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Romans 1:5-7 Commentary

Romans 1:5-7- By whom we have received grace and apostleship, for obedience to the faith among all nations, for his name: 6 Among whom are ye also the called of Jesus Christ: 7 To all that be in Rome, beloved of God, called to be saints: Grace to you and peace from God our Father, and the Lord Jesus Christ.

The “whom” here refers to Christ, in Christ Paul received grace and his apostleship, not by any worthiness found in Paul. This fits in perfectly with what he stated of his calling in verse 1 one, he was called and separated for the gospel by God. The reason for this calling is that he would take Christ’s name to the nations and bring people to obedience to the faith of Christ. This is what was said of Paul by the Lord to Ananias in Acts 9 about Paul,

15 But the Lord said unto him, Go thy way: for he is a chosen vessel unto me, to bear my name before the Gentiles, and kings, and the children of Israel: 16 For I will shew him how great things he must suffer for my name’s sake. Acts 9:15-16

Paul was given a ministry by Christ, not just to stay locally in Jerusalem (to minister to Jews only), or to pastor one church, but to bear his name before all types of nations, to plant many churches, and to raise up leaders in those churches to bring people into the true faith and obedience to Christ. All this is done for the glory of Christ’s name. The spread of the gospel, the salvation of both Jew and Gentile, is “To the praise of the glory of his grace… (Eph 1:6)”, or to the praise of God, not to the praise of men!

Paul points out to the Christians in Rome that they too count themselves among “the called of Jesus Christ”. No doubt Paul had explained to those in Rome about God’s foreknowing, predestinating, calling, justifying, and glorifying of His chosen people (Rom 8:29-30). These words fit with the very words Christ spoke in John 6:37-40, 44, 65,

“37 All that the Father giveth me shall come to me; and him that cometh to me I will in no wise cast out. 38 For I came down from heaven, not to do mine own will, but the will of him that sent me. 39 And this is the Father’s will which hath sent me, that of all which he hath given me I should lose nothing, but should raise it up again at the last day. 40 And this is the will of him that sent me, that everyone which seeth the Son, and believeth on him, may have everlasting life: and I will raise him up at the last day….44 No man can come to me, except the Father which hath sent me draw him: and I will raise him up at the last day…..65 And he said, Therefore said I unto you, that no man can come unto me, except it were given unto him of my Father.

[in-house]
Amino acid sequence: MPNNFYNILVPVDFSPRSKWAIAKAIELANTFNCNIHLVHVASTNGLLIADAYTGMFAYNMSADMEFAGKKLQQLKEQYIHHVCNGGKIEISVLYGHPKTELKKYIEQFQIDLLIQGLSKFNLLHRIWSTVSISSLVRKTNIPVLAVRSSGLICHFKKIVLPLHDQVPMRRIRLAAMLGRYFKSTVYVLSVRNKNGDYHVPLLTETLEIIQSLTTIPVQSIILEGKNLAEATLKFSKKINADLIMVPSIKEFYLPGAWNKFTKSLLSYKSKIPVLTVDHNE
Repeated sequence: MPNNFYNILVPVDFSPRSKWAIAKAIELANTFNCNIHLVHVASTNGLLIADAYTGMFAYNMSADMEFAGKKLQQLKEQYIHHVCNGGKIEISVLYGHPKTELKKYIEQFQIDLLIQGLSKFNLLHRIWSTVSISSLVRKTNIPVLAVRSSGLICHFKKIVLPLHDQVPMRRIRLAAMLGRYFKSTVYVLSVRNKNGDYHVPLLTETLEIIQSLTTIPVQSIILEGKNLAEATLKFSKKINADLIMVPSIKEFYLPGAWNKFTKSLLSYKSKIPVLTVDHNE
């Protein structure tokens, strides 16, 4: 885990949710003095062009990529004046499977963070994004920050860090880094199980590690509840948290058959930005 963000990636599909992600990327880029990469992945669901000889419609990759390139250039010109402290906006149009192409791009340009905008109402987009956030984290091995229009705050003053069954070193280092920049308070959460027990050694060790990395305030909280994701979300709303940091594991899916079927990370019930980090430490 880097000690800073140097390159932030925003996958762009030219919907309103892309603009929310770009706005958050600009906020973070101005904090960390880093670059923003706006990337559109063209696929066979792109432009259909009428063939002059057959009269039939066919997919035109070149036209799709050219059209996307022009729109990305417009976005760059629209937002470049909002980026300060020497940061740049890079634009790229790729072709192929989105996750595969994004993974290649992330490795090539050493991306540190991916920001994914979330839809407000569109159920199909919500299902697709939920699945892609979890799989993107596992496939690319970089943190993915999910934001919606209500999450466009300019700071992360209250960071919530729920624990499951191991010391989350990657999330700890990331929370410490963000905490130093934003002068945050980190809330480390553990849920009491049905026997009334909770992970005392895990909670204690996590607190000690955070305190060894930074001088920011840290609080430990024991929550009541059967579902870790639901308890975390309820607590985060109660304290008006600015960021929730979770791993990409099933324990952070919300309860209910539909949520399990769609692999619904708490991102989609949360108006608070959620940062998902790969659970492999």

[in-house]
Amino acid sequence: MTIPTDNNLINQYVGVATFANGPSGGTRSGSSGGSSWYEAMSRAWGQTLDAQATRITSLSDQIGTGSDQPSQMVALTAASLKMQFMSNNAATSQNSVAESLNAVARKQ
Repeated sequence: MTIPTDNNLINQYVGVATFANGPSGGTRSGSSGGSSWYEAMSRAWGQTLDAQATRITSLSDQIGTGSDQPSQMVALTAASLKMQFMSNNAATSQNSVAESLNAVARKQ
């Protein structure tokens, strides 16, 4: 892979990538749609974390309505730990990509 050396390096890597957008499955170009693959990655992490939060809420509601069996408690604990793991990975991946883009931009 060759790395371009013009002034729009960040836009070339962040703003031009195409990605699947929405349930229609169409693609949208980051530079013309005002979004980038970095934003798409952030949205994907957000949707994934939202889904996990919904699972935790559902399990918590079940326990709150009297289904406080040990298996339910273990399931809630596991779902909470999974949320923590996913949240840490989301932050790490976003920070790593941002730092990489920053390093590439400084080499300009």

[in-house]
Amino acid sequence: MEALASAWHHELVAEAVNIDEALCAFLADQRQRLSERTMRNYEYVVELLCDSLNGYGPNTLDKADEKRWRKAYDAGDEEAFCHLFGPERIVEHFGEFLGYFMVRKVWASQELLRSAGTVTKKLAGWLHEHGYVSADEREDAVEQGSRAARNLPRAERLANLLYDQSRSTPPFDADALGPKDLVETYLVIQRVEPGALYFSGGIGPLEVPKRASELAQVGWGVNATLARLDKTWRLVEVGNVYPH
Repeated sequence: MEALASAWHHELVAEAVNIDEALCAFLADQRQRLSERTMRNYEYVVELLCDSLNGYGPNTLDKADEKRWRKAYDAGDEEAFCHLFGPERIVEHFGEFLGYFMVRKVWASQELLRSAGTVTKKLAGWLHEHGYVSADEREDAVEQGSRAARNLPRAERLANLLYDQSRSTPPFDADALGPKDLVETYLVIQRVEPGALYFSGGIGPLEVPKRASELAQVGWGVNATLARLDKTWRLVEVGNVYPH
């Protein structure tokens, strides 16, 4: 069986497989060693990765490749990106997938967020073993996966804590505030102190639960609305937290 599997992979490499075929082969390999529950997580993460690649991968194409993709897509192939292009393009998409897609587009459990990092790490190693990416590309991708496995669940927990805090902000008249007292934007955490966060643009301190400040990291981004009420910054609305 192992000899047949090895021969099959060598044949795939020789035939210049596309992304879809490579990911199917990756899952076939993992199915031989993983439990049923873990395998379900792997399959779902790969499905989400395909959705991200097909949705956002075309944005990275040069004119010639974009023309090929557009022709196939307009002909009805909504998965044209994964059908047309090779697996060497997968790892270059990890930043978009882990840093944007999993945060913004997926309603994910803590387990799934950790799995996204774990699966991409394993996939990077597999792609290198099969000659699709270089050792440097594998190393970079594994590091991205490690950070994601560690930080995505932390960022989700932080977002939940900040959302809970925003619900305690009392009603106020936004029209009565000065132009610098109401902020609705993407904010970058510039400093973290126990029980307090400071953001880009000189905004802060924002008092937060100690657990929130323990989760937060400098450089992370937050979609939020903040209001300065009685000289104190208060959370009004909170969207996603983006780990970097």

In these verses Jesus explains the doctrine of election. God the Father chose people before the foundation of the world and “gave” them to Christ (verse 37, 39), He then draws them (or calls them) to Christ (verse 44), and Christ promises them two things-

1. That it is God’s will that they be saved and NONE of them is lost.

2. That Jesus will NEVER cast out those who the Father draws to Him; they are guaranteed to be raised up the last day!

(For further reading on this read Ephesians chapter one, Romans 8:28-39, and you can listen to our podcast on Ephesians chapter 1)

The final point I will pull from these verses is the use of the word “saint”. I grew up Catholic and was always told that to be a “saint” you had to be canonized by the church. I was told that being a saint meant you were some type of “special Christian”. This is not true in the biblical sense of the word. All through the bible the “saints” are those who are called to be a part of Jesus’s body, the church. To be a saint is to be “a most holy thing or person to God” and this is what we are in Christ. In our justification found in Christ we are made a holy person to God.

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